Mela says the bay was pleraque asper
Ancona (from the
Greek form *)agkw/n): this
well-known city of Picenum contained a temple of Venus
domum Veneris, quam Dorica sustinet
Cnidum: in this famous
city at the extremity of the Cnidian Chersonese in
several temples of Aphrodite, and the renowned statue of the
goddess by Praxiteles.
harundinosam: the reeds
of Cnidus were a
great article of export on account of their excellence for
manufacture into paper; cf. Plin.
Aus. Ep. 7.49
nec iam fissipedis per calami vias
grassetur Cnidiae sulcus harundinis.
Amathunta: a seaport
the hypermeter cf. Catul. 34.22;
caelo: ablative of
twin-sister; but cf. Catul.
modifying cultricem; cf.
Canopus incola litoribus
; and with the idea, Catul. 34.9ff n.
Idri: if the reading be
correct, the name is perhaps that of the district in
Idrias by Herodotus and Stephen of Byzantium, where Artemis
was worshipped as Hecate.
Pelea adspernata: no
story accounting for this disdain is known, and Hom. Il. 24.62 expressly
speaks of the presence of all the gods at the wedding, and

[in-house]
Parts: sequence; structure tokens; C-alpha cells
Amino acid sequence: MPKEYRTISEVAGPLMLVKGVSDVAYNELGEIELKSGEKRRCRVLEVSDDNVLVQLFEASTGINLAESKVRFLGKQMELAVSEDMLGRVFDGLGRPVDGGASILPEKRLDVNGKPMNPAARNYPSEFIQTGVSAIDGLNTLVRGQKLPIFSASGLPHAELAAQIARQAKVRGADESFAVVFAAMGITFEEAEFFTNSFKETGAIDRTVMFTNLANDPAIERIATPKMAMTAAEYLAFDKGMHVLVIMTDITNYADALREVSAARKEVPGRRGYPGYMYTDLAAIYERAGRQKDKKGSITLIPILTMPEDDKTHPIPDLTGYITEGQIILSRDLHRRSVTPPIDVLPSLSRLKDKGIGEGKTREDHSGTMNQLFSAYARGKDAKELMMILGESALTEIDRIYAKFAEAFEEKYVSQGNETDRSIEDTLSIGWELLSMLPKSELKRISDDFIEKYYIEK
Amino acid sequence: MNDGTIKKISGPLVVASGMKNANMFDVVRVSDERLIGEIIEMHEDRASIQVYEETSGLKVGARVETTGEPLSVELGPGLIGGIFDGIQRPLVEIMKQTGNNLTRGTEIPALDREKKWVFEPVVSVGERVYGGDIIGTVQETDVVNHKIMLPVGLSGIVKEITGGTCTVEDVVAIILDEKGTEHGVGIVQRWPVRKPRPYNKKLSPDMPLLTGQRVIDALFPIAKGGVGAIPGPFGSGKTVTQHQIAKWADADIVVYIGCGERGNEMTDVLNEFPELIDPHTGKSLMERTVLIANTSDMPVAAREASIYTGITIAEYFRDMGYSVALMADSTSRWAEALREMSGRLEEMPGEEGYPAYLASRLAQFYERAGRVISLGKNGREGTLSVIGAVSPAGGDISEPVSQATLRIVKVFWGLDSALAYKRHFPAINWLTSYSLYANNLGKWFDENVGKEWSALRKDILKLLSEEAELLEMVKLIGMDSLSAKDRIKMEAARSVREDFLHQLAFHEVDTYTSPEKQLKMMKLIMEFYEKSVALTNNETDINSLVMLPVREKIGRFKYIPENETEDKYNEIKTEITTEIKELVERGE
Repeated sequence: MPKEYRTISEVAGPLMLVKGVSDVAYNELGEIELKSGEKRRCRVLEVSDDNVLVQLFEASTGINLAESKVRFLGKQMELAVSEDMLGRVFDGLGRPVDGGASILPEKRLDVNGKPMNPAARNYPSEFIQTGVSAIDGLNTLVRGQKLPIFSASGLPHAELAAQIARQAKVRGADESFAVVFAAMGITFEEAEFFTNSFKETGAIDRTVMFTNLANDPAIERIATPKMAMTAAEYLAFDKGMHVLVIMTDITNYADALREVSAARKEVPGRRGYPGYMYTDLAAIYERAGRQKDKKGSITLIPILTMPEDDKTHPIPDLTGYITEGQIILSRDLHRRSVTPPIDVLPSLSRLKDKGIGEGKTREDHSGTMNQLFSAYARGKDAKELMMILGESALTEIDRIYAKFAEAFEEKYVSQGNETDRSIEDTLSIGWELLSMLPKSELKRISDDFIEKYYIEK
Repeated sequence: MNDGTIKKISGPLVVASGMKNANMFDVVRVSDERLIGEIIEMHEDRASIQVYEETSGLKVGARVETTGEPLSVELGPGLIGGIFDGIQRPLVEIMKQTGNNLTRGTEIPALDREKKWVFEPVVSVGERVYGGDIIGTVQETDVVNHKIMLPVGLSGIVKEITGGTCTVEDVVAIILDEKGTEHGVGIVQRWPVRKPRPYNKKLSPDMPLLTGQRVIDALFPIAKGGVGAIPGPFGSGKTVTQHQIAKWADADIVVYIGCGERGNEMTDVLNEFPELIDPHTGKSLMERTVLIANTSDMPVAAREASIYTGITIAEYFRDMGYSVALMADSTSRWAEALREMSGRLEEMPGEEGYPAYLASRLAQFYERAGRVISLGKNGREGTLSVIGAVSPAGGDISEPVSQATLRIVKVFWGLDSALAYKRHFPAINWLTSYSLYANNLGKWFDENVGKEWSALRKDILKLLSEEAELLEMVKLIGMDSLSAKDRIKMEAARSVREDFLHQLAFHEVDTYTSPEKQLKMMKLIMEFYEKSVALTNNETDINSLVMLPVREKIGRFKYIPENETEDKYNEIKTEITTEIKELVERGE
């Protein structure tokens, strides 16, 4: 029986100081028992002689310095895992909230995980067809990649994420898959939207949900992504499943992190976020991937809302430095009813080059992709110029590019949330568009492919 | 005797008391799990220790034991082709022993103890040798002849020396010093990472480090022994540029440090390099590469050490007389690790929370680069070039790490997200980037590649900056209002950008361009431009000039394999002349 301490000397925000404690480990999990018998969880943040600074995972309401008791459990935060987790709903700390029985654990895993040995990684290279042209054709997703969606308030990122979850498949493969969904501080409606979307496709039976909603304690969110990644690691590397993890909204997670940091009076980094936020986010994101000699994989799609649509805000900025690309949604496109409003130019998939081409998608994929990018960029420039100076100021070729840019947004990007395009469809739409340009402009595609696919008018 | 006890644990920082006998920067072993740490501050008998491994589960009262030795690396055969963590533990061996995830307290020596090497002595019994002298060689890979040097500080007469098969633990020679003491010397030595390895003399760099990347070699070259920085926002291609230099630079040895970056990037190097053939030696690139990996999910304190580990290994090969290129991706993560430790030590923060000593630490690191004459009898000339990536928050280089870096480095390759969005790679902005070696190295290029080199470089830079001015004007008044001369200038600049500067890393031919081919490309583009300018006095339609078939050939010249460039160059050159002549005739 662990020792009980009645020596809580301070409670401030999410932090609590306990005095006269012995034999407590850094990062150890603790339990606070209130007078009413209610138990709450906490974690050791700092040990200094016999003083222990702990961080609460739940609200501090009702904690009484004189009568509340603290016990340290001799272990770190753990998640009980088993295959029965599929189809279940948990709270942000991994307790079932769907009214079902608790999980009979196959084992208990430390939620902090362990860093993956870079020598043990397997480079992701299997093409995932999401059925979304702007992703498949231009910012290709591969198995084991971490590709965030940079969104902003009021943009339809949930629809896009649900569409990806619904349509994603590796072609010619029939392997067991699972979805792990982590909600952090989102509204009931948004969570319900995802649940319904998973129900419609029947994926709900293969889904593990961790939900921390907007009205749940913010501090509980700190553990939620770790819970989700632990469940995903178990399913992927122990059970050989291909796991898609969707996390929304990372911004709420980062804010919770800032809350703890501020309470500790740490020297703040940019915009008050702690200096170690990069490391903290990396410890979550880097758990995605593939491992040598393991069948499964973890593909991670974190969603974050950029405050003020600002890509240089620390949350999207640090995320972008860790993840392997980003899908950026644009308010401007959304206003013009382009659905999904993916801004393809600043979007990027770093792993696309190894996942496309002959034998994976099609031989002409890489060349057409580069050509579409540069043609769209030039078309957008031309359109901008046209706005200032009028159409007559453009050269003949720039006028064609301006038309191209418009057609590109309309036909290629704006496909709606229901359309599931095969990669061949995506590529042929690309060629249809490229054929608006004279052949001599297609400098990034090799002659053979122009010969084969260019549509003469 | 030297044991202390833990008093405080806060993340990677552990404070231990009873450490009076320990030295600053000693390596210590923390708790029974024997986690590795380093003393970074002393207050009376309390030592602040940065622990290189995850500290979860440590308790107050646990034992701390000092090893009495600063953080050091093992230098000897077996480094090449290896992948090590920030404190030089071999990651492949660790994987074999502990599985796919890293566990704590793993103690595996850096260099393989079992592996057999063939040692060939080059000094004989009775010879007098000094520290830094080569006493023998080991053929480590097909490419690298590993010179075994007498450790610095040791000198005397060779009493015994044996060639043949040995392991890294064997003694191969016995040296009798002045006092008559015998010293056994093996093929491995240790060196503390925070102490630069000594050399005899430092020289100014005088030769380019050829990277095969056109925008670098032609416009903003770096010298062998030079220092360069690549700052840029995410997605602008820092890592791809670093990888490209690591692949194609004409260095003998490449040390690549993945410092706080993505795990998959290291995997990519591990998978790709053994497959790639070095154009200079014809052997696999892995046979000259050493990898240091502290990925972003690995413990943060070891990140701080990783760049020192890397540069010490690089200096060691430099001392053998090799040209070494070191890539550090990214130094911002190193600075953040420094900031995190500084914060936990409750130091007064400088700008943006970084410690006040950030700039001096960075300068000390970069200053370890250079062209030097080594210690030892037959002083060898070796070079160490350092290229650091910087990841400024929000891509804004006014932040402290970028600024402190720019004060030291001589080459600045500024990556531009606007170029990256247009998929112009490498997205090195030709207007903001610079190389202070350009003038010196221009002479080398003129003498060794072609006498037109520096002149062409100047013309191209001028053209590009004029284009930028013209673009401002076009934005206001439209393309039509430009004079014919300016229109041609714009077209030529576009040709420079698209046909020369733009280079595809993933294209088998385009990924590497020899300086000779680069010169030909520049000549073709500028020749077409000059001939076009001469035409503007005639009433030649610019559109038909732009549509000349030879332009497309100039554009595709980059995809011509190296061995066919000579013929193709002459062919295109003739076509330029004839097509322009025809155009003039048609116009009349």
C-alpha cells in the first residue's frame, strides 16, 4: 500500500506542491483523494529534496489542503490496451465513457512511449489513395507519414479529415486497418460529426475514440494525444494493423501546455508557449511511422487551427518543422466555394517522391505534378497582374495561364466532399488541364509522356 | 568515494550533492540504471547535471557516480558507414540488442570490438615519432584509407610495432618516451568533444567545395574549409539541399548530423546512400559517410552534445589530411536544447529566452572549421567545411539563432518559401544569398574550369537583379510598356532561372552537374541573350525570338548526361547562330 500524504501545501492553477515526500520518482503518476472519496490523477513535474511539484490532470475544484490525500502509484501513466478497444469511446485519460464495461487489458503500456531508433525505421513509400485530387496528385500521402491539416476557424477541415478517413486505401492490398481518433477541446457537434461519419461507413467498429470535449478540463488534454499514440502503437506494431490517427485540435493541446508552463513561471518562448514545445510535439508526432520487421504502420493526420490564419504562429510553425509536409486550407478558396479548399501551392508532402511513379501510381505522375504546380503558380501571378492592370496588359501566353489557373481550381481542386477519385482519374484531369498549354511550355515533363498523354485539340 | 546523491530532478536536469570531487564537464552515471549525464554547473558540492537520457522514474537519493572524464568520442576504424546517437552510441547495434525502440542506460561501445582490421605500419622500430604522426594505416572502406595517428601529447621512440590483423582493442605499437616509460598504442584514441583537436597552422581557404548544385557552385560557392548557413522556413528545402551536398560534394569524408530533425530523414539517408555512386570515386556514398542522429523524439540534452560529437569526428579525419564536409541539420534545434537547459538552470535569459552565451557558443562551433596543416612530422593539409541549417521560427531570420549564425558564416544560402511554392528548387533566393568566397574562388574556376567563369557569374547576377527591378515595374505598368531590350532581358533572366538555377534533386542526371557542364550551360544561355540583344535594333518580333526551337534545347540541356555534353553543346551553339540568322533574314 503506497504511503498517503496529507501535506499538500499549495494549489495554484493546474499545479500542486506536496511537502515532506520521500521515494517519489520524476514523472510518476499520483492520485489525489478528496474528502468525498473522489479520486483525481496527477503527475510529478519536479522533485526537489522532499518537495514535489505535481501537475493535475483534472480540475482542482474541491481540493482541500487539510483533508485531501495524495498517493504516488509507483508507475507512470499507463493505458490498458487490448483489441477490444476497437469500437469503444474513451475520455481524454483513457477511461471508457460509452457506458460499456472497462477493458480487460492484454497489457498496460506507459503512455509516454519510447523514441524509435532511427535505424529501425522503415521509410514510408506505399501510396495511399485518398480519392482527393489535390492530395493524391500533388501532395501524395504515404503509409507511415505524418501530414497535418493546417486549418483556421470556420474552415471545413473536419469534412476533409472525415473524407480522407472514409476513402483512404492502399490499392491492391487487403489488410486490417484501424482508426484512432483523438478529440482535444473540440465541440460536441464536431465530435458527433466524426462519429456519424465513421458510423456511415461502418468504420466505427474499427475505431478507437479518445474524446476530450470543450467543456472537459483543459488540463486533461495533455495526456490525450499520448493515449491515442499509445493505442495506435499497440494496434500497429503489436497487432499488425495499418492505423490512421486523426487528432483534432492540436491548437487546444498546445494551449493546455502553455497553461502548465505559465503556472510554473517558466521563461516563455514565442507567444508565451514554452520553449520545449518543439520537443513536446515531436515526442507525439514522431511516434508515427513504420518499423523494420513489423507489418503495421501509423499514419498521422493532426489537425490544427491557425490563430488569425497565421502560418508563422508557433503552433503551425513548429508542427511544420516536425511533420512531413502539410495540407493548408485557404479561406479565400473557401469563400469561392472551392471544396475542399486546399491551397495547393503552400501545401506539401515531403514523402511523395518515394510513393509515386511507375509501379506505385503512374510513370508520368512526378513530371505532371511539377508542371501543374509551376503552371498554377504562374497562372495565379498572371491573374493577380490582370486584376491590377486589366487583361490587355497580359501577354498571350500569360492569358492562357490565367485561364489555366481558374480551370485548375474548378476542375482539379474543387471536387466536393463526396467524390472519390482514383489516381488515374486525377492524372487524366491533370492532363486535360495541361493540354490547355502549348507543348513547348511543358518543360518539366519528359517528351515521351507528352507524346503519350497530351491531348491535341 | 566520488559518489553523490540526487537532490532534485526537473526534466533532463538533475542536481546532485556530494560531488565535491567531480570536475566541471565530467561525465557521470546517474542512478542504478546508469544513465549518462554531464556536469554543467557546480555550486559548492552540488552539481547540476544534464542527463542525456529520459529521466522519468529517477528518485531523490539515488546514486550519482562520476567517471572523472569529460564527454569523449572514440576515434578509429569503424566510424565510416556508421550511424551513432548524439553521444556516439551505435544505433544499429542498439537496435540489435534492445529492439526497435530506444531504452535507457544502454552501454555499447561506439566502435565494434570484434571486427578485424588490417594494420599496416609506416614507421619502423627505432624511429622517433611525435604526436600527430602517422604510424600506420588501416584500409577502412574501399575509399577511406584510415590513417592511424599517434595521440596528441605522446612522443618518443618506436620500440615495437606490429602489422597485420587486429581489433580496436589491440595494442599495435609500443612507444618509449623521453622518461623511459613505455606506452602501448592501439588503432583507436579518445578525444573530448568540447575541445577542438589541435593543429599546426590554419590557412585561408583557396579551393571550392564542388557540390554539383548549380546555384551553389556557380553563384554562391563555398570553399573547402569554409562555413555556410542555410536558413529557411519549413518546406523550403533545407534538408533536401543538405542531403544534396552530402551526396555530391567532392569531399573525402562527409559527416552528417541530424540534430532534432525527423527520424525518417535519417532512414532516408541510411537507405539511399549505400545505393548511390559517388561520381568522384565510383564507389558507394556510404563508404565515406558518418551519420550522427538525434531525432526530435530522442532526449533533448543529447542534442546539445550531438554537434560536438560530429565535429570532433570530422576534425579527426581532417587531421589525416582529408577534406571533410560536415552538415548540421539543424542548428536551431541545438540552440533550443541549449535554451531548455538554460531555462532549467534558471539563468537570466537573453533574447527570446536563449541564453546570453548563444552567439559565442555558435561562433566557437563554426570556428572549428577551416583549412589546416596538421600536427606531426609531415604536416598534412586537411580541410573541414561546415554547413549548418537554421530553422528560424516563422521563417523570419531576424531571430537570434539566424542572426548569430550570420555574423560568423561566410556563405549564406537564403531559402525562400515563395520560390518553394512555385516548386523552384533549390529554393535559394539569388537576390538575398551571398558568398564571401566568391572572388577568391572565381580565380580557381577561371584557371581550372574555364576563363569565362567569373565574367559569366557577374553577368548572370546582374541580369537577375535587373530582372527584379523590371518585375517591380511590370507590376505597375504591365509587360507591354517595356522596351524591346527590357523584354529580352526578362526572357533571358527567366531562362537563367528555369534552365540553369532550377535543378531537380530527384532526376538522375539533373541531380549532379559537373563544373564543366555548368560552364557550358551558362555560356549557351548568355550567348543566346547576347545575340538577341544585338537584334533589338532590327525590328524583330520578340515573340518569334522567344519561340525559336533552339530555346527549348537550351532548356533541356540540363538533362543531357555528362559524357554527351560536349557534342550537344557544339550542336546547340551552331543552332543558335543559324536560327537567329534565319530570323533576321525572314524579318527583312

of a marriage-song sung by Phoebus (cf. also Aesch. ap.
Plat. Rep. 2.383).
niveis: being of ivory;
cf. v. 45.
ut cedant: etc., in v.
2 the reference is to the apparent daily motion of the
stars, due to the revolution of the earth on its axis; in v.
4, to their yearly motion with reference to the apparent
position of the sun, due to the revolution of the earth
about the sun.
Triviam: cf. Catul. 34.15n.
Latmia saxa: Selene was
wont to meet secretly upon Mt. Latmus in Caria the beautiful
shepherd Endymion, with whom she had fallen in love (cf.
Paus. 5.1); sub saxa = in
aerio: so Horace of the
Hor. Carm. 1.28.5
aerias temptasse domos
me: the poem is a
monologue spoken by the lock (v. 51) of Berenice's hair itself.
ille: i.e. the person
referred to in v. 1ff., me ille
Conon corresponding t